The strength of the Chinese stock market overnight brought a temporary reprieve for risk appetite overnight. On the whole the JPY crosses started the European morning on the soft side as some of last week's tensions relaxed on the assumption that the Chinese authorities would slow the pace of monetary tightening. However, news that the Bank of Spain has been forced to step to support savings bank Cajasur after a failed merger with Unicaja has ensured that underlying tensions remain in the Eurozone. Cajasur is a small bank and the Spanish government has been quick to respond with reassurances that the Spanish financial system is absolutely solvent. However, following last week's news concerning the lifting of mark to market rules on debt on the books of Italian banks the market is becoming concerned that more bad news concerning the positions of banks could be in the pipeline. Afterall, the EU/IMF's EUR750 bln European Support Plan is designed to protect the financial institutions holding the debt of Greece et al in addition to supporting the government of Greece. EUR/USD has dropped back to USD1.2410 in European hours, the FTSE 100 coincidentally given up most of its opening gains and the JPY also taking back its overnight losses on the crosses.
Fiscal policy is certain to remain centre stage this week. Warnings regarding a possible general strike in Spain in response to the government's tough position on austerity are a reminder of how much fiscal coherence has been lost in EMU. The Spanish government has little choice but to plough ahead with reform but strikes will serve to widen fears that budget reform conducted under the strait jackets of slow growth and an inflexible exchange rate could be too much to bear. Speculation that EMU may be blown apart by this crisis may be muted but it has grown. Medium-term EUR/USD is still biased lower towards USD1.18 on a 1 to 3 mth view and potentially below.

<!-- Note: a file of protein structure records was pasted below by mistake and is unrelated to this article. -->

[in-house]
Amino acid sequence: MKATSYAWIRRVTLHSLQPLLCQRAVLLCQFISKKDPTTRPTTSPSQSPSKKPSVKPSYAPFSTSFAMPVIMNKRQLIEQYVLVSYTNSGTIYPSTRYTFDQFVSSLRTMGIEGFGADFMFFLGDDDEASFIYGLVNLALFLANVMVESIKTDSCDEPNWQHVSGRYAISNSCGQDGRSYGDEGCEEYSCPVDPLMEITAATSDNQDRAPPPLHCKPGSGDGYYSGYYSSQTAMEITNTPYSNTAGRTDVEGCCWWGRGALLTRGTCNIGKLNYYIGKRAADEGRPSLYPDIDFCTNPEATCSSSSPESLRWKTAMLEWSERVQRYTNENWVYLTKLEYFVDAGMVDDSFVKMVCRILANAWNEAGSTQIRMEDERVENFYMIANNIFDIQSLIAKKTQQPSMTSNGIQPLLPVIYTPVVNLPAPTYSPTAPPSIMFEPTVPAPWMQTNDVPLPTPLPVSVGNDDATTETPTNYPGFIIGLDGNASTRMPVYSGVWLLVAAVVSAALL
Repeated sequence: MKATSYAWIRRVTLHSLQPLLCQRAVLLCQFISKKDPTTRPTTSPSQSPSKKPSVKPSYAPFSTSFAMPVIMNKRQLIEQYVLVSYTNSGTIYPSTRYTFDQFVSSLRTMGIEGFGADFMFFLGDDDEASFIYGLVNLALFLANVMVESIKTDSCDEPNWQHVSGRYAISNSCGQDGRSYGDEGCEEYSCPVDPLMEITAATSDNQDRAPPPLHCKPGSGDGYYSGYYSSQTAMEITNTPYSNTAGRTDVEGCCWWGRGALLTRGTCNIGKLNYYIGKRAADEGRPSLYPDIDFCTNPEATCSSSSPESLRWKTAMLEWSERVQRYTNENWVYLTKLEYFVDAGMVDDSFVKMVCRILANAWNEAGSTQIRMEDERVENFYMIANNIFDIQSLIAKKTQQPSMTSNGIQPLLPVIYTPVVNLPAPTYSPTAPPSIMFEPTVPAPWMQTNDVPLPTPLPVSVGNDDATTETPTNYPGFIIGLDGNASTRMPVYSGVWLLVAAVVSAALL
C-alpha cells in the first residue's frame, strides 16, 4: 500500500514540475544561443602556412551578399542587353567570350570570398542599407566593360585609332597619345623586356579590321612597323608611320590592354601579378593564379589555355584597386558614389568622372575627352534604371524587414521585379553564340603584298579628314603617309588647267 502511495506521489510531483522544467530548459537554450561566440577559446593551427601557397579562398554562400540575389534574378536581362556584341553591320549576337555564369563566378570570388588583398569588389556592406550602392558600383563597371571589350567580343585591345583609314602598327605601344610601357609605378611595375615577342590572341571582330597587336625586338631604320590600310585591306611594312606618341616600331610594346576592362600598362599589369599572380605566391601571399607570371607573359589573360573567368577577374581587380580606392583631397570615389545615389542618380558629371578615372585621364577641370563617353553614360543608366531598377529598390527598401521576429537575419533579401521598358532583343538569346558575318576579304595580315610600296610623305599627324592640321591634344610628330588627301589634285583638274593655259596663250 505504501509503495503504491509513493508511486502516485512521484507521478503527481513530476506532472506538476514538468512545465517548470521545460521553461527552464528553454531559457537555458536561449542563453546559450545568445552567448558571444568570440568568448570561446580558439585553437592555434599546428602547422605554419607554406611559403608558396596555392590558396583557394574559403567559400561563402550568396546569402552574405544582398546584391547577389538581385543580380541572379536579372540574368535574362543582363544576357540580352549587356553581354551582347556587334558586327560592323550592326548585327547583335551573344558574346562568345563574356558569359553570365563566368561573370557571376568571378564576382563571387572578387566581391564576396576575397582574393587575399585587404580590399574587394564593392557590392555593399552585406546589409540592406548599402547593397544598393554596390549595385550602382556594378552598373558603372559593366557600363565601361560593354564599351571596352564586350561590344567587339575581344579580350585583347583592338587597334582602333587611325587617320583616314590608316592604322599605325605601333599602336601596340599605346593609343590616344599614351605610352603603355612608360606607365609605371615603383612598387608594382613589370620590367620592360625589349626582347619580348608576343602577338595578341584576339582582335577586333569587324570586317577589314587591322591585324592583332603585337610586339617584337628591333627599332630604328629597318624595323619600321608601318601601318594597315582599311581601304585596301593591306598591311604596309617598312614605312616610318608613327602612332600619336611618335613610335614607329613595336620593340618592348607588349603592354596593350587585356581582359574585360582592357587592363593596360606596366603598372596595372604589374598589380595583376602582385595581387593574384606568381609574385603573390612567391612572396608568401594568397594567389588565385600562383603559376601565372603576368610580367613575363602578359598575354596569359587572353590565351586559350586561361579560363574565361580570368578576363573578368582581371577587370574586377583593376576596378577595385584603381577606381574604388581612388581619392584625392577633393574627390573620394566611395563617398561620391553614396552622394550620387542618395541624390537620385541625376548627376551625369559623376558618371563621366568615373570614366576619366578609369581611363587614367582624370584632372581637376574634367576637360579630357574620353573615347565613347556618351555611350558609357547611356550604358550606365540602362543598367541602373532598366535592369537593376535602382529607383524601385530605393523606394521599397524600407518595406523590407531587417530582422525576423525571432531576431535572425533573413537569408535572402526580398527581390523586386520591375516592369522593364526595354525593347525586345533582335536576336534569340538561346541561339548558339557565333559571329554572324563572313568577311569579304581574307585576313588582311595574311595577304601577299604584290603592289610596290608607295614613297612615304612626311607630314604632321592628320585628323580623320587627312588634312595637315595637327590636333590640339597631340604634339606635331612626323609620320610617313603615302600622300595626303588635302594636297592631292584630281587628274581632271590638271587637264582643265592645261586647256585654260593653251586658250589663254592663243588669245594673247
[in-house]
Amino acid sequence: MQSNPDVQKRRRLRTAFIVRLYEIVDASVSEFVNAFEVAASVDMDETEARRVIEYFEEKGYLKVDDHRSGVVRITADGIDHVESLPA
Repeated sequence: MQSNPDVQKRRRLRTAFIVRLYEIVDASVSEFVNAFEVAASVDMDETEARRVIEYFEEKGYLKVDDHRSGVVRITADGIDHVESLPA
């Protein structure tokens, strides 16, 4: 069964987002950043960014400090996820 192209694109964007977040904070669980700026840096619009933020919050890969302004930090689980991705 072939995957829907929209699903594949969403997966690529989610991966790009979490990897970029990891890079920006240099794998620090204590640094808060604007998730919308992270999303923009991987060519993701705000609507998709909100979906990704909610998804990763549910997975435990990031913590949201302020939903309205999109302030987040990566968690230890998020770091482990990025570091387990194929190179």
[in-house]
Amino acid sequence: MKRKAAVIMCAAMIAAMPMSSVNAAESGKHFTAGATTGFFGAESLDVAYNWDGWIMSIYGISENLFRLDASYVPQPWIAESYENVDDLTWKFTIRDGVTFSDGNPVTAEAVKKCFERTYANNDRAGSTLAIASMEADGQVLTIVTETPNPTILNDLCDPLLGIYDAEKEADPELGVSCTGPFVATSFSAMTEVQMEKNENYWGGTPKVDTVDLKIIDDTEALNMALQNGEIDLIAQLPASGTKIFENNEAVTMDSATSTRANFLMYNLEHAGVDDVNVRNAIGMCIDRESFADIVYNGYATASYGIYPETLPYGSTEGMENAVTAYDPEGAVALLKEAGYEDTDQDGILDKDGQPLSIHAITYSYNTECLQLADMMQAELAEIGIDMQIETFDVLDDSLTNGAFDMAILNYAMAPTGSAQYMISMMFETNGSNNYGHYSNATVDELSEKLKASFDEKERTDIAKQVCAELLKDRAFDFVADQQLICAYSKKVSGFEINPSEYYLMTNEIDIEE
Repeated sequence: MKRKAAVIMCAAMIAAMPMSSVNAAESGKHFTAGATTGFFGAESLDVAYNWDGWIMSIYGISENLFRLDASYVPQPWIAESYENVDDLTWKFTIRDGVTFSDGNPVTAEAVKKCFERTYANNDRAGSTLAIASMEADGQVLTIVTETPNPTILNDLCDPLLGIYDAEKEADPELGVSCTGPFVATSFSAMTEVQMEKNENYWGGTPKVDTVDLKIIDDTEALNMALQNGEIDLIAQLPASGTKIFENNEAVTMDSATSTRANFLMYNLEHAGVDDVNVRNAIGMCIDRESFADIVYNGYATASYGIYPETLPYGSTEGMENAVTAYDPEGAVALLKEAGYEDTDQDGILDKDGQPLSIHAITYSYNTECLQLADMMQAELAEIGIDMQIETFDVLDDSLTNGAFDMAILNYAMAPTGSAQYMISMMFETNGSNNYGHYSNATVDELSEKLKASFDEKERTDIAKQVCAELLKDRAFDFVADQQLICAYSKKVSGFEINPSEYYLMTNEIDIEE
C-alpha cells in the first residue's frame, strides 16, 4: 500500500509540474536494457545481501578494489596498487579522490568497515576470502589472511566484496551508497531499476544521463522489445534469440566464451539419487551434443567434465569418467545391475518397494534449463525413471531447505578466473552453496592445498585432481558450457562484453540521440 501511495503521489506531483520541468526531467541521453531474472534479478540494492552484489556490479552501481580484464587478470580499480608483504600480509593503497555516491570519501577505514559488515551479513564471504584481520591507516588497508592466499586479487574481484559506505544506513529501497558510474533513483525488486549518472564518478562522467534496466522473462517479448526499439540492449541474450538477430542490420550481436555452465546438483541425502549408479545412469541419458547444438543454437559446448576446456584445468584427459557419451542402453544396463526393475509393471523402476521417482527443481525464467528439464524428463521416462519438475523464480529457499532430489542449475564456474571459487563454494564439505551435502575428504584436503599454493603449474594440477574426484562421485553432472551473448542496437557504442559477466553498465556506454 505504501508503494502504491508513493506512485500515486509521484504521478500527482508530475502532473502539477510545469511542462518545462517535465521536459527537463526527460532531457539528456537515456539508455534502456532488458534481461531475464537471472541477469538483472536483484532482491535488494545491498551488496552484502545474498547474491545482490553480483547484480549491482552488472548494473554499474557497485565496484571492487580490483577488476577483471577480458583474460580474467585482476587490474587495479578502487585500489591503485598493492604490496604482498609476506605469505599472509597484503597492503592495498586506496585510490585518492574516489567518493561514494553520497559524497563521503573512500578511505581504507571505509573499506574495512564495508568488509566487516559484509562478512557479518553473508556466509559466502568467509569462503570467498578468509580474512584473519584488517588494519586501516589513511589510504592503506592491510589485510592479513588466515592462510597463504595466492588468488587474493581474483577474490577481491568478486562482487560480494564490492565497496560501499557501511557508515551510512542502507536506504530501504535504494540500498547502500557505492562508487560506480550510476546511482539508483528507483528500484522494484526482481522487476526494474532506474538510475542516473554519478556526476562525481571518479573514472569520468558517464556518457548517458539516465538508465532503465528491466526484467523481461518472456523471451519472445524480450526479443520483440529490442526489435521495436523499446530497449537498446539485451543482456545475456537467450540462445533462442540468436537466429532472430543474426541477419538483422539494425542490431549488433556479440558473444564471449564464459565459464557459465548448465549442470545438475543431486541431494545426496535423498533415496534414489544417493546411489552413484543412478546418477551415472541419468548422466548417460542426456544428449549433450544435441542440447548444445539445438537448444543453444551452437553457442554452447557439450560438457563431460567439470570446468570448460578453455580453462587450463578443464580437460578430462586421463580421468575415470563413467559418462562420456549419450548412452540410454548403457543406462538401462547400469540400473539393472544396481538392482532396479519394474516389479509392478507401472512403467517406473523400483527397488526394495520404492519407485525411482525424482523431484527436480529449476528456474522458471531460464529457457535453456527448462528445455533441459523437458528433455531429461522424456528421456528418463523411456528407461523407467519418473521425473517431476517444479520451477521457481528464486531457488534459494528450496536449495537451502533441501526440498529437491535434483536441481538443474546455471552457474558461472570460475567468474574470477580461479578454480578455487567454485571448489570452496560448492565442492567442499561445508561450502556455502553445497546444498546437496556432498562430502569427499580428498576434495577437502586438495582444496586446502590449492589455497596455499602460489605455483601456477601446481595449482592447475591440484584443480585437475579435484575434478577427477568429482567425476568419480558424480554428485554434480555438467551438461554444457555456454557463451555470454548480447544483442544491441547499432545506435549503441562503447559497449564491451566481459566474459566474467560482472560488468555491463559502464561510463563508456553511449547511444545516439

The UK government has announced GBP 6.25 bln in spending cuts, slightly larger than the GBP 6 bln touted in the Tory election manifesto. The government's business department and devolved administrations will feel the weight of these savings, though these are just the tip of the iceberg. The government is expected to start swinging the cosh on the GBP 163 bln budget deficit at the June 22 budget. Sterling has reacted well to Chancellor Osbourne's tough words on the deficit; EUR/GBP has pressed down towards 0.8586. However, unions are less pleased. The degree to which the electorate accepts austerity will play a crucial part in any sterling recovery vs the EUR medium-term. Strong support on EUR/GBP lies at 0.8400. Cable has been unable to hold its gains this morning. Risk aversion and USD strength implies most USD crosses are likely to find the going tough.
AUD/USD has consolidated its position following last week's sharp fall. Speculation that the China will slow the pace of monetary tightening is supportive for Australian exports. That said expectations of fiscal tightening in the industrialised world have caused markets to re-price forecasts for world growth; as evidence in the recent declines in stock indices. As long as risk aversion persists, AUD/USD could struggle. AUD/EUR, however, may perform better with the recent correction lower likely overdone.
US existing home sales are due this afternoon. Jane FoleyResearch DirectorFOREX.firstname.lastname@example.org+44 207 398 5024